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Someone, I think it was the noted Janeite Lord David Cecil, once said that Jane Austen was the kind of writer on whose laundry lists and notes to the milkman any keen reader would pounce. While Conan Doyle may not be considered to be in quite that category there can be no doubt that the heart of every lover of British writing will rejoice at this discovery of an early and as yet unpublished work by the creator of Holmes, Watson, Moriarty and Professor Challenger. The breadth, depth and scope of Conan Doyle's knowledge and curiosity is often overlooked. He was the first popular writer to tell the wider reading public about narcotics, the Ku Klux Klan, the mafia, the Mormons, American crime gangs, corrupt union bosses and much else besides. His boundless energy, enthusiasm and wide-ranging mind, not to mention the pitch-perfect, muscular and memorable prose is all on display here in a work whose publication is very very welcome indeed. --Stephen Fry, May 2011
Robert Lindsay ... discriminates consistently and wittily among these characters. There is an element of tour de force as the actor must vivify the entire cast, and Lindsay rises admirably to the challenge. He 'does' Mrs Rundle with unpatronising sympathy, and is very funny at the expense of the obsequious curate. When he is not talking to - or at - these people, he addresses his listeners with warmth and wit. You don't have to be Sherlock Holmes to know that this fragment will be seized on by Doyle's devotees - possibly adding to their number. --Brian McFarlane, Australian Book Review, March 2012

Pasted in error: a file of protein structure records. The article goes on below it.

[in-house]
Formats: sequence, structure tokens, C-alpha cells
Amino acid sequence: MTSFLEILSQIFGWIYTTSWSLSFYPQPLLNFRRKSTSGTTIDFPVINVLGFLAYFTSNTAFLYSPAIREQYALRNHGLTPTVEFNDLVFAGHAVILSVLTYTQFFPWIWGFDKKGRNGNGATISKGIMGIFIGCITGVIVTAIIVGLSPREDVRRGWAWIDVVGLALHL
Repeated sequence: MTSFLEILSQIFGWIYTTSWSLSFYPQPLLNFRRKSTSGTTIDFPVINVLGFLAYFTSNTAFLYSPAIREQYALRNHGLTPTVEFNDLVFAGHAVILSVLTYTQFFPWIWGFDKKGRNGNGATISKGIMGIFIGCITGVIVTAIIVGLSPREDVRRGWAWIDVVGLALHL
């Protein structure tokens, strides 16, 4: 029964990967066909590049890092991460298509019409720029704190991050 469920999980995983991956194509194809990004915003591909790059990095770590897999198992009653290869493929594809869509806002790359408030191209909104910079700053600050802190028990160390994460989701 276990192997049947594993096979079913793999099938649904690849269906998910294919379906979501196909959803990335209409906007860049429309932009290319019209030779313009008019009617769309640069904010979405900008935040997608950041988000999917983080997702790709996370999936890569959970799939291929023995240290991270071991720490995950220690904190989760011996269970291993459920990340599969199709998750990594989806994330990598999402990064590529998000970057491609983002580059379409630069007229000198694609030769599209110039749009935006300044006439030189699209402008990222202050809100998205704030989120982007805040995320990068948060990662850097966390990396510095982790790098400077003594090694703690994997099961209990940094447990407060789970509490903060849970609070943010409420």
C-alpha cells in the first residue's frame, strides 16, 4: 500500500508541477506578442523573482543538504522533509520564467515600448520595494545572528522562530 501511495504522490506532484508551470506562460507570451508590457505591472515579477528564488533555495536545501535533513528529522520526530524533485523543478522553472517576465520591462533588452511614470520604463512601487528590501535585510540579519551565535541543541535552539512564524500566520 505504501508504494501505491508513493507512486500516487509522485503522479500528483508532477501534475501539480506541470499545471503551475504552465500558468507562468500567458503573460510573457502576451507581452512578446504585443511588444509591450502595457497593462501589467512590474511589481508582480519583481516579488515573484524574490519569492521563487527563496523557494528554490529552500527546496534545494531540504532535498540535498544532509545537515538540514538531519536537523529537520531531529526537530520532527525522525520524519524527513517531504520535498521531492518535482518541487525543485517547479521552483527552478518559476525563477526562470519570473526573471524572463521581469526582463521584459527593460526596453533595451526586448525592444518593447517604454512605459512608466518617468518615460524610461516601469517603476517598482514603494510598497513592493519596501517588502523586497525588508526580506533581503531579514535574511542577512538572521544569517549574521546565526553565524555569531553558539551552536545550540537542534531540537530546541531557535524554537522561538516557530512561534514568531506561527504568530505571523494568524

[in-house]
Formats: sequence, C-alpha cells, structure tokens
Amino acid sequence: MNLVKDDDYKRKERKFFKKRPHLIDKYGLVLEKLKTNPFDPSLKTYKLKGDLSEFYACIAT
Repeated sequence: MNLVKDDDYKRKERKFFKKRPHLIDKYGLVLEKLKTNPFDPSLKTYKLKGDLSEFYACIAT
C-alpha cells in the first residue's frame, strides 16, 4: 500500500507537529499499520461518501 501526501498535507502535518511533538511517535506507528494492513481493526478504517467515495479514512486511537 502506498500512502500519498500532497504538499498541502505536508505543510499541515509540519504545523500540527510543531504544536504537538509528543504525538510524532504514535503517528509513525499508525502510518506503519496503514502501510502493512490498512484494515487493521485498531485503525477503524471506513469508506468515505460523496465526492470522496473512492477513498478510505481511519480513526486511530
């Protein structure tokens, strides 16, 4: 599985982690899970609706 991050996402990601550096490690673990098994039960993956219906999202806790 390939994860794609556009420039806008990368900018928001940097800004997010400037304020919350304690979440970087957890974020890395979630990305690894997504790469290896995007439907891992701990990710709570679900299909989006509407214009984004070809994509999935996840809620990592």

Arthur Conan Doyle wrote "The Narrative of John Smith" in 1883 when he was just 23, living in Portsmouth and struggling to establish himself as a doctor and a writer. By that time he had succeeded in getting a number of short stories published in leading magazines of the day, such as Blackwood's, "All the Year Round", "London Society" and "The Boy's Own Paper". But, as was the accepted practice of literary journals of the time, his stories were published anonymously and Conan Doyle realised that to make his name as a writer he would have to write a novel. That novel, the first he ever wrote, and published here for the first time, is "The Narrative of John Smith". More a string of ruminations than a novel, it is however of considerable biographical importance and has exceptional value as a window into the mind of the creator of 'Sherlock Holmes'. Many of the themes and tropes of his later writing, including his first 'Sherlock Holmes' story "A Study in Scarlet" (published in 1887), can be clearly seen. Via the protagonist, John Smith, a 50-year-old man confined to his room by an attack of gout, Conan Doyle sets down his thoughts and opinions on a range of subjects - literature, science, religion, war, education - with no detectable shyness or diffidence, full of bravado in the face of little professional success at that time. Although it has little in the way of plot it stands as a fascinating record of an early attempt at writing by a man who was on his way to being one of the best-known authors in the world.
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Descripción British Library, 2011. Audio CD. Condición: New. Never used!. Nº de ref. del artículo: P110712351159